Thought that with this post we would change it up a little since we have a very mixed audience who visit our blog. We thought why not make it informative to allow those not familiar with Hinduism, the Indian culture and traditions to better understand and relate to our images.
First off before we start we would like to thank Nisha & Kiranj for their hospitality in making us a part of their happiness throughout the day. Nisha radiates joy through her smile and her kind heartedness. The smile that she places upon everyone conveys the purity and generosity of her soul. Kiranj is sure to have been blessed by God himself when he stumbled upon such a great find!
PROFESSIONAL SHOUT OUTS: Wedding Decorator – Le Reve Creations (Roshni and Tejan Bhatt – (AMAZING X 1,000,000,000)), Coordinator: Sharon Moser from the Baltimore Marriott Waterfront, Mehendi Artist – Mansi Shah (AMAZING X 1,000,000,000), Hair/Make-up – Bridal Gal, Lillian Rivera – Make-up, Lena Piccininni – Hair.
While Indian weddings are similar to American/Christian events in the regards to getting ready, details, ceremony, cocktail hour, and the reception they tend to involve more traditions and rituals outside of the vow and ring exchange.
In the Christian ceremony the focus is the joining of the two as a couple where as in the Indian/Hindu culture and religion it is the joining and uniting of two families. As Christianity has the Bible, Hindus have what is called the Vedas, the spiritual scriptures that are the heart of India’s culture. The Vedas divide life into four distinct stages, or ashrams: studentship (brahmacharya ashram), householder (grahstha ashram), retirement (vanprastha ashram), and self-realization (sanyas ashram). Marriage, considered a samskara, or sacrament, is the transition from studentship to householder, and as such it forms the very foundation for the remaining two stages of life. Three-quarters of human life, then, depends on the success of marriage.
Hindu weddings take place inside a structure called a mandap. Taking anywhere from 1.5-3 hours or longer depending upon how involved the ceremony becomes. Brides typically are painted in elaborate mendhi or henna designs covering her hands and feet before the ceremonies begin. The following ceremonies are meant to honor the couple’s love and ensure the success of their marriage by invoking the blessings of various deities and joining the families in celebration. It is said that the darker and bolder that the Henna becomes shows the deep love that she will hold for her husband.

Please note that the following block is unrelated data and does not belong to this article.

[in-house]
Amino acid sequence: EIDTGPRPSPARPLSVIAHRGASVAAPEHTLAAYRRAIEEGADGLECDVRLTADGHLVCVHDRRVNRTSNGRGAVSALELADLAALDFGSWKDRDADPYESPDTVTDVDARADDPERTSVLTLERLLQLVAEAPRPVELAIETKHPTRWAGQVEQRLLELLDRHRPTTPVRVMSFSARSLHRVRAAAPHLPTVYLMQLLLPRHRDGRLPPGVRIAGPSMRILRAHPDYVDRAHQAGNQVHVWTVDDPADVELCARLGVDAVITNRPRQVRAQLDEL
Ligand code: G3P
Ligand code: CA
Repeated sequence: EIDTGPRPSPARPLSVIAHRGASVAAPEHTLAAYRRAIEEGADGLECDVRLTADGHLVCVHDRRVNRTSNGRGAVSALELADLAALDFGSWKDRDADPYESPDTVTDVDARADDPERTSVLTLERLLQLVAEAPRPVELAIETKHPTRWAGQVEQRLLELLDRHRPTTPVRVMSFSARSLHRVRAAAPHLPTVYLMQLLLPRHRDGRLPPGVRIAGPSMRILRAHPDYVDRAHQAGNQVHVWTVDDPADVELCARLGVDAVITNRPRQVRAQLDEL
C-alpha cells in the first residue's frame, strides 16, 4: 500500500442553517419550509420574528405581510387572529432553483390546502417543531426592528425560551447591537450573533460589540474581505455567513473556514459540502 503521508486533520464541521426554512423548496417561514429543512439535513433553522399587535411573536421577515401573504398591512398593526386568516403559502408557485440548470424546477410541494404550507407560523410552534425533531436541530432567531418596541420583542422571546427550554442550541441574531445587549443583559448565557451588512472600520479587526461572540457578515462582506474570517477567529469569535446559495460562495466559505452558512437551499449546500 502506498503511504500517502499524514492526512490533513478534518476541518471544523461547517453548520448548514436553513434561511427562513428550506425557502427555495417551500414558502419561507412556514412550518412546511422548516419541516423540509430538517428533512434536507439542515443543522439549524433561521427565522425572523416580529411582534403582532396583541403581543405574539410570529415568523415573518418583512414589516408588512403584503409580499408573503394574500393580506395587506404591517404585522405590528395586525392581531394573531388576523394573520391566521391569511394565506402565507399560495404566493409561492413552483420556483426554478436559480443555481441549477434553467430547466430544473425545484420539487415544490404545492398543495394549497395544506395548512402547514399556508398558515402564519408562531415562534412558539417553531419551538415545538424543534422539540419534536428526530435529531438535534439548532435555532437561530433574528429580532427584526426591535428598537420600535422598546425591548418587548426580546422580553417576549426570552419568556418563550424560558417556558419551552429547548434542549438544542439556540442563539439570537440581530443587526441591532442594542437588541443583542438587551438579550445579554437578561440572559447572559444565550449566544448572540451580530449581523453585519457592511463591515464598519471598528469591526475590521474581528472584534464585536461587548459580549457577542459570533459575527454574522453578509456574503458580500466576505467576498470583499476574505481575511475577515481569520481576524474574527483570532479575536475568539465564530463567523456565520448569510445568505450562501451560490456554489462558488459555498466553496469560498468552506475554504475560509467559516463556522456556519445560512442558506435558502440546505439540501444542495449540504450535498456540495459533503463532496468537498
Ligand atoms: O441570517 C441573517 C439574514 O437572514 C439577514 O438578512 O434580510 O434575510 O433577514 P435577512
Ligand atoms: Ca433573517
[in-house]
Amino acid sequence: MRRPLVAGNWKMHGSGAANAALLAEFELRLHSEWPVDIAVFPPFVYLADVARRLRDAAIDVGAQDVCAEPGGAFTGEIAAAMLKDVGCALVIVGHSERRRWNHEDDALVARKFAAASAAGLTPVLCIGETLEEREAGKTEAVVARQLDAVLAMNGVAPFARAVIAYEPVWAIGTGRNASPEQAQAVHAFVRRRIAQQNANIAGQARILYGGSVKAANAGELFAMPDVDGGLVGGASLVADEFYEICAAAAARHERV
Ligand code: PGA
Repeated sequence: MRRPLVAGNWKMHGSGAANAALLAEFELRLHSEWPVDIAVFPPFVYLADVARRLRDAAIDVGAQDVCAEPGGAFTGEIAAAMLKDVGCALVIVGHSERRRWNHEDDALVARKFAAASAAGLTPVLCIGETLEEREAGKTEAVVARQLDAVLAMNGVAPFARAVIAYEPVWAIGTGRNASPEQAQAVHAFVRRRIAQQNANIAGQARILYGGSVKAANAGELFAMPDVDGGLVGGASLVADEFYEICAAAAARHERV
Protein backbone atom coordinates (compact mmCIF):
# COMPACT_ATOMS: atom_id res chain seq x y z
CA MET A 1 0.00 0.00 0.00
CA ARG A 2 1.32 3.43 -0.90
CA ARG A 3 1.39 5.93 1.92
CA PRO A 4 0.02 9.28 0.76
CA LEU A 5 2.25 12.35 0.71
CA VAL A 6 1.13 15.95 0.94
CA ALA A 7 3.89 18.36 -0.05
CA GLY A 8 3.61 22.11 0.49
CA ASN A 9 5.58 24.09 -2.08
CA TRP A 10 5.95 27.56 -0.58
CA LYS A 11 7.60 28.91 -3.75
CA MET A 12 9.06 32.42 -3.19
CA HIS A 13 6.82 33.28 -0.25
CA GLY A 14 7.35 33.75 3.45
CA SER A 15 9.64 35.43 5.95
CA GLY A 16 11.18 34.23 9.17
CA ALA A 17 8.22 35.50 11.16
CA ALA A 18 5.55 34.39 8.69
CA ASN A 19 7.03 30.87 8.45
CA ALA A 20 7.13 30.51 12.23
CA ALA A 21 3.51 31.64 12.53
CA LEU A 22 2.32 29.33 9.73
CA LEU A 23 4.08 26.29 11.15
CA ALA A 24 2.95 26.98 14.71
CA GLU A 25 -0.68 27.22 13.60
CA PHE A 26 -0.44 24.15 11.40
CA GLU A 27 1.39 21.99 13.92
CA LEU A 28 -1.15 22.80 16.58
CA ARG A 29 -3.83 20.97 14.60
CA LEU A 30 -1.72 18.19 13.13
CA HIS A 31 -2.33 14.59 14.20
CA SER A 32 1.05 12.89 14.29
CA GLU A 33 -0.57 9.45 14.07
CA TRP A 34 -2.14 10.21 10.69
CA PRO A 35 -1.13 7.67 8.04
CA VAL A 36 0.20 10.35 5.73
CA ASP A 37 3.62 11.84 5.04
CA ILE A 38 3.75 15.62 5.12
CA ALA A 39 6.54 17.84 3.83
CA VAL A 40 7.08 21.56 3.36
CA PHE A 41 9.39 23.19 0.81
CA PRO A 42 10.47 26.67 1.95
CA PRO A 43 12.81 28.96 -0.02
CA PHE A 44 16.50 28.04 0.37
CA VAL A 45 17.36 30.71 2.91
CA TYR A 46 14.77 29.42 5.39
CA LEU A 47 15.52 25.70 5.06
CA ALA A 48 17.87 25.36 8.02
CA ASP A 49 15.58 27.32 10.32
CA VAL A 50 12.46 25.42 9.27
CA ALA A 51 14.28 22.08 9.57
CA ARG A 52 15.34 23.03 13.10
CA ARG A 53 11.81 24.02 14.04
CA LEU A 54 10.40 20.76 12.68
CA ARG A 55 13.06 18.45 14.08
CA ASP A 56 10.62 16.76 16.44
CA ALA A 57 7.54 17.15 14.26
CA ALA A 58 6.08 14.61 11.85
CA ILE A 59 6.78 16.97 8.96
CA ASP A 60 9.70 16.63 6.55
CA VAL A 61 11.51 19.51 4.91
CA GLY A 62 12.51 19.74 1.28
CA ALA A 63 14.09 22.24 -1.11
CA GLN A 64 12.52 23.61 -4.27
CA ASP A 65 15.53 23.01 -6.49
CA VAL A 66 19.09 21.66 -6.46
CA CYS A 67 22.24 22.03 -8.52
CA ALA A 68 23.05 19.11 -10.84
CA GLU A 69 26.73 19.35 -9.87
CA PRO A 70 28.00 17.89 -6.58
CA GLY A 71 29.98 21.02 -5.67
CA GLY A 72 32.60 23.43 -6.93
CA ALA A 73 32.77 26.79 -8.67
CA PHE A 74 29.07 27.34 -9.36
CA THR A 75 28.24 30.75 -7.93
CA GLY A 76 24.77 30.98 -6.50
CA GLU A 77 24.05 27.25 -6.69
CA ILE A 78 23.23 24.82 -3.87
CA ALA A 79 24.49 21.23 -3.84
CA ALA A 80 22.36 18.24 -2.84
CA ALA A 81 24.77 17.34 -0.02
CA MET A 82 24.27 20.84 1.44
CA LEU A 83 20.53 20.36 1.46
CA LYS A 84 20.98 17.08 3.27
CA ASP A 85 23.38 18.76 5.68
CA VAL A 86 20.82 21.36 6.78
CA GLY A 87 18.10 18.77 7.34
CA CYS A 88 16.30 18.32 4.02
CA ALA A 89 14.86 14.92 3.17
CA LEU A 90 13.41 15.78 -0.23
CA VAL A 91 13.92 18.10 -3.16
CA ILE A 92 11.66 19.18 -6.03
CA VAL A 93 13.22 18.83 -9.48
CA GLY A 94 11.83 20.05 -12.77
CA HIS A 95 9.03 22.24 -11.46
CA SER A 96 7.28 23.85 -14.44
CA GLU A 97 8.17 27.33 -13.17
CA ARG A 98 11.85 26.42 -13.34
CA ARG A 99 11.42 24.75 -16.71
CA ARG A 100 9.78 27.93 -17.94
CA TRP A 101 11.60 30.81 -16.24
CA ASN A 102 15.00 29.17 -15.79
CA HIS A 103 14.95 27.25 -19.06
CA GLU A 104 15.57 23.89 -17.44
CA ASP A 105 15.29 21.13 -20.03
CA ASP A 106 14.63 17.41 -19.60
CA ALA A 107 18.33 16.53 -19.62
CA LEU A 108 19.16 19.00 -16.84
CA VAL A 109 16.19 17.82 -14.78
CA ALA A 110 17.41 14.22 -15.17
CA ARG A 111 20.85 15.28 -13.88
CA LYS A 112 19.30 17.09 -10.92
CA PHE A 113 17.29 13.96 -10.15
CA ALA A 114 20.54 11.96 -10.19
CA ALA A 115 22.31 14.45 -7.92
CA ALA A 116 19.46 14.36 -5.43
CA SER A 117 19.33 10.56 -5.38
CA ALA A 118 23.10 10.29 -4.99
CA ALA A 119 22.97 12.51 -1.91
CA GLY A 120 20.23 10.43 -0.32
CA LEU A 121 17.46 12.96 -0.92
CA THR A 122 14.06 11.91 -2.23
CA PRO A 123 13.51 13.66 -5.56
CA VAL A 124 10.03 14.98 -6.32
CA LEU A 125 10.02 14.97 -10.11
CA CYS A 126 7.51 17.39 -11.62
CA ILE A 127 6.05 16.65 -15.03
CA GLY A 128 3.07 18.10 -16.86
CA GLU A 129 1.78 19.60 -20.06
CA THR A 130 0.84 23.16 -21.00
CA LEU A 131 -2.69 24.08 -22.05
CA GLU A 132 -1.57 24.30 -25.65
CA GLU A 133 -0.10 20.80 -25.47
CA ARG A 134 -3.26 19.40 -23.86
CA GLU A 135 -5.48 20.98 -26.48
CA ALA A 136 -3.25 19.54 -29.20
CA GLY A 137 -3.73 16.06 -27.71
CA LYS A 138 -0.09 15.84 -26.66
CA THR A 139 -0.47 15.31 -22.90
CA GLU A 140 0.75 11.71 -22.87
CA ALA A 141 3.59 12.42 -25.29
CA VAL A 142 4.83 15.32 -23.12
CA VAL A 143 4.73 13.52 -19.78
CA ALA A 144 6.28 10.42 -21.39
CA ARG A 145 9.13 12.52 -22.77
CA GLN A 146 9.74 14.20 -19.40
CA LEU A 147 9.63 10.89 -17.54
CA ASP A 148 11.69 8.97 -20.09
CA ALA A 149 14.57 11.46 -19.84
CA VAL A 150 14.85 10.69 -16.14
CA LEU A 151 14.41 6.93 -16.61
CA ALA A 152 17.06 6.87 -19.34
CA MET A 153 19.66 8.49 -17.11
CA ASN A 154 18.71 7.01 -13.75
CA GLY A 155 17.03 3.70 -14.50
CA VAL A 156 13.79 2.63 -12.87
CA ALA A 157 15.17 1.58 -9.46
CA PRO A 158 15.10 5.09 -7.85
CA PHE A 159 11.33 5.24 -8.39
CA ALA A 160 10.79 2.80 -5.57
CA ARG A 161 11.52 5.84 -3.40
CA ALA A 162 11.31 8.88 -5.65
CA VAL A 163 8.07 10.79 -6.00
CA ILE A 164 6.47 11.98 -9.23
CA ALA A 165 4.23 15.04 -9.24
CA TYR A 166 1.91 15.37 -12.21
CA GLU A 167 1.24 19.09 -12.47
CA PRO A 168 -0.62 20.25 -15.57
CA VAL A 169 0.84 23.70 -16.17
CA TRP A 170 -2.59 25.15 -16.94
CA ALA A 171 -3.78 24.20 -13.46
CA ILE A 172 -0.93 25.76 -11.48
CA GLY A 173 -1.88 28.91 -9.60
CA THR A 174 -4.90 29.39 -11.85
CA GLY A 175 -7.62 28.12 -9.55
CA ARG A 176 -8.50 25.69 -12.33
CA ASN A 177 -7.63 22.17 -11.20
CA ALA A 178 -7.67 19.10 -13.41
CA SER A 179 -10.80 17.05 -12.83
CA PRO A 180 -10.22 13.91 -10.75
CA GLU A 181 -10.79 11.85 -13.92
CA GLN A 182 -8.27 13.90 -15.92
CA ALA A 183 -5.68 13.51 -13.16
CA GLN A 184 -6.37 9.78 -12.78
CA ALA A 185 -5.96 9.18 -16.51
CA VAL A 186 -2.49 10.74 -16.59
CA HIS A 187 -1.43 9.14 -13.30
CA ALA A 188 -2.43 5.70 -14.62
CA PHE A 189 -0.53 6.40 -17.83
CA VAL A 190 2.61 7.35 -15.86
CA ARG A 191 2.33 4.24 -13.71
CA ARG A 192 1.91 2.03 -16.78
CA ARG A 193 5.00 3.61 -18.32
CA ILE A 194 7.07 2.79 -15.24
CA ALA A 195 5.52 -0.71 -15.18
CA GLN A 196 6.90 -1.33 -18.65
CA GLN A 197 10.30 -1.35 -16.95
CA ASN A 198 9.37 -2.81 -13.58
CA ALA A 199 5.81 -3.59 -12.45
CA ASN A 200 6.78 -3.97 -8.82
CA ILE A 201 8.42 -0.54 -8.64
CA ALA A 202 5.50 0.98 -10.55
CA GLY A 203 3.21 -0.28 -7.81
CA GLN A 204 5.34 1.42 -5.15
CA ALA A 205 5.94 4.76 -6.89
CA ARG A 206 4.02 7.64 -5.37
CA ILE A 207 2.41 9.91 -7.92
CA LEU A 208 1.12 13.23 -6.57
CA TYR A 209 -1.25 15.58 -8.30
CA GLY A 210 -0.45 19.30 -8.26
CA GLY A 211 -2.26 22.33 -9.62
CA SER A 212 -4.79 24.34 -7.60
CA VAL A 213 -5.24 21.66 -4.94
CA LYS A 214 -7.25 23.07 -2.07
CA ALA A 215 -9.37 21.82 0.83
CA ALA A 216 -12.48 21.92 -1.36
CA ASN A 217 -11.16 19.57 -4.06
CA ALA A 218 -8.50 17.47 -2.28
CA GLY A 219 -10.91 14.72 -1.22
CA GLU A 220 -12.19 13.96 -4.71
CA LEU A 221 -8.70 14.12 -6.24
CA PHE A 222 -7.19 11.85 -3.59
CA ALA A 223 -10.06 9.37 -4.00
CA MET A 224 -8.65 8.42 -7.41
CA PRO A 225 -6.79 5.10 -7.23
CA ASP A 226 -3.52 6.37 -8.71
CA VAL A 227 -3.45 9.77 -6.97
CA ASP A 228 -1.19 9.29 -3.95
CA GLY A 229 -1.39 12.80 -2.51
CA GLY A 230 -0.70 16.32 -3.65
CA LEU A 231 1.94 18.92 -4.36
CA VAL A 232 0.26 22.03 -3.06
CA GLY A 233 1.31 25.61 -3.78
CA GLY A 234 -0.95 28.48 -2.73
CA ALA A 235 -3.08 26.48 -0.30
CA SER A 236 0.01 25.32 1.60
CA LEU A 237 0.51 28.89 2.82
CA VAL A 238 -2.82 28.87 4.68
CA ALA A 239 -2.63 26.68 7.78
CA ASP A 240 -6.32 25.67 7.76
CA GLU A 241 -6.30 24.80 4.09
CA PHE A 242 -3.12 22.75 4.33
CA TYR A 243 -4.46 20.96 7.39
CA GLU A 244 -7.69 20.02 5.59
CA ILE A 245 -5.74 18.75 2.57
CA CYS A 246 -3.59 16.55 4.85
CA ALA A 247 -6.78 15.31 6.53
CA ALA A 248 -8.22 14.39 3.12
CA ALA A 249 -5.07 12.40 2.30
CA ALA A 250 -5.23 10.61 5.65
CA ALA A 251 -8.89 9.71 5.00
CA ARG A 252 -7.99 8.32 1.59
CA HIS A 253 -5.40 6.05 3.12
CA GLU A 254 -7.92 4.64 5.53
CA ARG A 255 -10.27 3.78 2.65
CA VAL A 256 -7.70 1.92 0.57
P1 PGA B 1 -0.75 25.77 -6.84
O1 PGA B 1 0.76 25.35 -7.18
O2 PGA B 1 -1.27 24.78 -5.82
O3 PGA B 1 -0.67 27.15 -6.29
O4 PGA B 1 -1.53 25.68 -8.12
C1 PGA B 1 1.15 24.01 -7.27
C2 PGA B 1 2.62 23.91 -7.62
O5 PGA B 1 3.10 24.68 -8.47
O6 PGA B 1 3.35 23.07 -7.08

Ganesh Pooja – Typically First on the Agenda.
This ceremony begins with an invocation to Lord Ganesh, or Ganesha, the Hindu god of wisdom and salvation. Ganesha is depicted as having an elephant’s head. By invoking him, he removes any obstacles from the wedding ceremony. The ceremony may then be performed without hindrances. The Ganesh Pooja is performed anywhere from a few days to the night before the wedding.
Arrival of the Vara Yatra/Bharaat
As the groom and his party, together called the vara yatra, arrive at the ceremony site amidst much singing and dancing, the bride’s parents, family and friends greet them with akshat (a kind of rice), tilak (a dot on the forehead), arati (a plate carrying a lighted lamp), and a garland.
Before the wedding begins, the nine planets are invoked by name in a ceremony called grahashanti (peace with the planets). Blessings are received from each planet for the newlyweds life together.
The bride is often led to the mandap by a brother or uncle, where the groom waits with the bride’s parents. The bride’s parents offer their daughter in marriage in a ritual called kanyadan. They wash the feet of the bride and groom with milk and water, purifying them for their new life together. The bride and groom hold their hands open, and the father of the bride holds his open palm over their hands. The mother of the bride then pours water over her husband’s hand, which subsequently falls on the hands of the bride and groom.